Getting home from work on Day 10072, I popped a hatch and started painting the roof with Behr semi-gloss Anonymous... also known as "light gray."
I usually have music playing while I work, otherwise I tend to wander off and get distracted. I bought this little Porter Cable radio to hold me over while my DeWalt "jobsite" radio was down in Guatemala with the unit. I've had that DeWalt radio for nearly ten years now; it has been through dust storms and mortar attacks in Southern Iraq, been frozen in New Brunswick, endured rocket attacks in Jalalabad, and through the jungles and around the volcanoes of Guatemala, twice. It has more flight time than many in the unit. It has been on more C-5 flights than me. Other than a loose tuner knob, it works perfectly. This little Porter Cable radio lasted about three months before the power cord broke, at the back of the converter. In the US. On a bus. With no one shooting at it. Real nice, Porter Cable.
I took my alligator-clip test leads and ran it off of a DeWalt battery; I fixed it!
This morning I went right to work mounting one of the water barrels. Originally I had planned on mounting all three tanks today, but since I'm making this up as I go I elected to just mount a single tank to work the bugs out. I laid out a canvas under the bus so I wouldn't be rolling around in the dirt.
I'd like to reiterate that all the power tools you see in photos are running off the inverter, which draws power from the battery bank, which is charged by an alternator, driven by a diesel engine. Off-grid machine shop. Diesel-powered self-repairing school bus.
I drilled some holes through the bottom of the "I-beams" made at the unions of the floor segments, and installed two tie-down fittings. The ratchet straps came from US Cargo Control, which is my go-to site for anything needed to make something stop moving. I debated some additional shoring for the tank, but rubbing/vibration aren't going to be a big concern of mine using this as a parked camper. If I was building a rig for a highway tour of North America I probably would have built a nice frame and secured it a little more snugly. 2000lbs of restraint for a 240lb load (30 gal * 8 lbs/gal water) should be fine.
I could still smell the cleaning agent that had been in this triple-rinsed food-grade barrel, so I gave it another triple-rinse with water and a generous helping of Dawn dishsoap, and let it stew overnight. Now I just smell dishsoap. I'm looking into getting the water that comes out of this tested before I drink it. Not only would bad water destroy my kidneys, but it really throws off the taste of coffee.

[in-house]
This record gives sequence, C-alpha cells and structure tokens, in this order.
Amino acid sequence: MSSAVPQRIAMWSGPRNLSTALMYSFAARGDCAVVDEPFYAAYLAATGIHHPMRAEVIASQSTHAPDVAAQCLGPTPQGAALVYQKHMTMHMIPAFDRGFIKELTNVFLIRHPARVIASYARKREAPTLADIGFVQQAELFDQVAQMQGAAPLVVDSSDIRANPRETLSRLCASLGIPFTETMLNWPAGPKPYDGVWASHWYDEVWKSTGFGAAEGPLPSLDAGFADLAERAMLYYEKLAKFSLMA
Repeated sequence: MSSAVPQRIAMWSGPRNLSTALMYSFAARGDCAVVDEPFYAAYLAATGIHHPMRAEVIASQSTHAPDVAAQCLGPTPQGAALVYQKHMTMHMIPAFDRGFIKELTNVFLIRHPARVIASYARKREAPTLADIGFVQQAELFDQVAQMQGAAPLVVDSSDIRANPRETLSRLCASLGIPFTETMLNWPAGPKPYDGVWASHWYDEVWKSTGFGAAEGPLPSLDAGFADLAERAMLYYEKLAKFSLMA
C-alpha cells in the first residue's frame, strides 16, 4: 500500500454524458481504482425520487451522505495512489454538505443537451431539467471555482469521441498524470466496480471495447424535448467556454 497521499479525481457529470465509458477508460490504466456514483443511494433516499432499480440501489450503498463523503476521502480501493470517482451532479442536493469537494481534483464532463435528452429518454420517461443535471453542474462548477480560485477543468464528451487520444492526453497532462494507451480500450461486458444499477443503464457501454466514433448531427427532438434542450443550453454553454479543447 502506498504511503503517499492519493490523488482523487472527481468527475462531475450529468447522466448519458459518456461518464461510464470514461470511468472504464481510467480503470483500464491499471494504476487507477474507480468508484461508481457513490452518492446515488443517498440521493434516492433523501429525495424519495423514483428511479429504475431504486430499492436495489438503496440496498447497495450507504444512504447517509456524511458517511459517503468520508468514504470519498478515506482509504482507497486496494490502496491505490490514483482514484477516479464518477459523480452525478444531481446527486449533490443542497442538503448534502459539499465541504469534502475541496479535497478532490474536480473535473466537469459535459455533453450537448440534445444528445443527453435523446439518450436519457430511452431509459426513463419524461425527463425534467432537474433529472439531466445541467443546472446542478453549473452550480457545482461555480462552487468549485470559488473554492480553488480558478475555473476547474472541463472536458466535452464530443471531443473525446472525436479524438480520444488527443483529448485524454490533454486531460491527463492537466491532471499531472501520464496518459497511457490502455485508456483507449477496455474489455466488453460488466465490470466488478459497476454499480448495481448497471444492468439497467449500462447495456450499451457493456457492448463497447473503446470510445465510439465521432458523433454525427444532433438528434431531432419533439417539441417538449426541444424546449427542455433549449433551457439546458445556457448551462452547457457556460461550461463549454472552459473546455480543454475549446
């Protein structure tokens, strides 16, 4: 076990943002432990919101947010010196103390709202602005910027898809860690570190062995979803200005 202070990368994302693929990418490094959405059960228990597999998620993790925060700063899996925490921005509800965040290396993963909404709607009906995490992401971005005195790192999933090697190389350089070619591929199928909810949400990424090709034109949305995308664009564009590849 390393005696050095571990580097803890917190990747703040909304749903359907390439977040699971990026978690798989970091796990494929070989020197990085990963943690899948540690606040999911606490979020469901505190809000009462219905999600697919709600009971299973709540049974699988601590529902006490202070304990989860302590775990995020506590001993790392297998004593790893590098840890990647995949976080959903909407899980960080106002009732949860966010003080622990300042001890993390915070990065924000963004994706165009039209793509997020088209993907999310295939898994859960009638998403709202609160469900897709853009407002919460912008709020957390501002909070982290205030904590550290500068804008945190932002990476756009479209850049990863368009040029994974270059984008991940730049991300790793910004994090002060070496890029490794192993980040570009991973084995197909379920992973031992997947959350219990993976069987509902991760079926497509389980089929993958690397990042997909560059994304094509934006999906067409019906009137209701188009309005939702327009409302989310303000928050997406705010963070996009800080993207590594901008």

I took an early morning trip to Lowes to buy all the fittings I thought I needed to mate a 30-gal barrel to a 12v RV pump and a kitchen sink. I saved a lot of time, money and frustration bringing my cheap plastic vernier calipers (seriously, one of my favorite tools) and a notebook into the store with me, and measuring everything. I put in a stopcock and an external spigot, in addition to the line running to the pump. On the top of the barrel I installed a fill port with a garden hose attachment.
Originally I planned on doing the whole thing in PEX with all the PEX fittings and PEX crimps. Do you know how expensive all of that PEX stuff is? The normal, US-made pipe clamps in the picture below are an illustration of how I didn't spend $40 for a PEX crimping tool that's only good for one thing, and a $10 bag of 10 crimps.
There was a lot of unknowns with the water pump. Would it pump air? How much could it suction? How high could it pull water up a line? Using two bottles, one empty and one full of water, and two 12v batteries, I conducted many trials. This little 1 gal/min pump is quite capable.
Tell NASA, I have evidence of running water! How, you may ask, do I get water pressure? Well, I simply flick the toggle switch to engage the water pump, and open the sink's hot water valve. 30 gallons of water and a 1gpm pump gives me about 30 minutes of running water in the bus.
I didn't get a picture of the underside, but the water pump is mounted in the cabinet base. It draws water through a hole in the floor to the water tank. The switch receives power from the battery bank.
My water project mostly complete (I don't have the pieces I need to make the drain) I continued painting. I hit the caution light corners, hood and the window gutters with blue. I think it really cleaned up the bus, and made it look quite nice. Glad I painted over the black parts.
That thin white line is where one of the double-door hinges was bolted on the side. I removed it so I could have a spot for my water fill spigot. I'll touch that up with some green tomorrow.
My "yard" is a mess but I'm out of energy. Tomorrow I'll work the last few kinks out of the water system, and touch up paint on the exterior. I started priming the cockpit; it will look way better painted.
Need a door.